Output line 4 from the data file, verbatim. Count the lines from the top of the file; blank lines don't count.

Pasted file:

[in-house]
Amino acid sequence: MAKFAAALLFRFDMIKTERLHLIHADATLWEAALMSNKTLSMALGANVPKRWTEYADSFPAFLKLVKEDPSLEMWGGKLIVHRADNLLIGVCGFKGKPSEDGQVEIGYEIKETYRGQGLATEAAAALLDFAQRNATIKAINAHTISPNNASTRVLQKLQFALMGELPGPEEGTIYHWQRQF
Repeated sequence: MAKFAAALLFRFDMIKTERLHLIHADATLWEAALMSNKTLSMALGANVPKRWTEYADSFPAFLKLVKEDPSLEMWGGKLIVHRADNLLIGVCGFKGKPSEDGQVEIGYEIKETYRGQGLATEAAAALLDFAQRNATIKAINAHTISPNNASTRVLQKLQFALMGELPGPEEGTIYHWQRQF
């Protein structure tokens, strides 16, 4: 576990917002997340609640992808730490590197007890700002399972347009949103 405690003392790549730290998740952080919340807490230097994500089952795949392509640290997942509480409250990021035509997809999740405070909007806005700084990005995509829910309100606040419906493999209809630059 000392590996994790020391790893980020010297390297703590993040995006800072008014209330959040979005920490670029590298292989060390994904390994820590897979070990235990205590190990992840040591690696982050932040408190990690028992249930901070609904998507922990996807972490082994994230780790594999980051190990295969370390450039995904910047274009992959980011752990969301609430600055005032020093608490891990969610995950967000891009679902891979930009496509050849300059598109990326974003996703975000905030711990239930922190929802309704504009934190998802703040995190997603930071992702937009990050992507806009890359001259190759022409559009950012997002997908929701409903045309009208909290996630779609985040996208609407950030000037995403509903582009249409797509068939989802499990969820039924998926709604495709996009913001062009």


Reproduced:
């Protein structure tokens, strides 16, 4: 576990917002997340609640992808730490590197007890700002399972347009949103 405690003392790549730290998740952080919340807490230097994500089952795949392509640290997942509480409250990021035509997809999740405070909007806005700084990005995509829910309100606040419906493999209809630059 000392590996994790020391790893980020010297390297703590993040995006800072008014209330959040979005920490670029590298292989060390994904390994820590897979070990235990205590190990992840040591690696982050932040408190990690028992249930901070609904998507922990996807972490082994994230780790594999980051190990295969370390450039995904910047274009992959980011752990969301609430600055005032020093608490891990969610995950967000891009679902891979930009496509050849300059598109990326974003996703975000905030711990239930922190929802309704504009934190998802703040995190997603930071992702937009990050992507806009890359001259190759022409559009950012997002997908929701409903045309009208909290996630779609985040996208609407950030000037995403509903582009249409797509068939989802499990969820039924998926709604495709996009913001062009």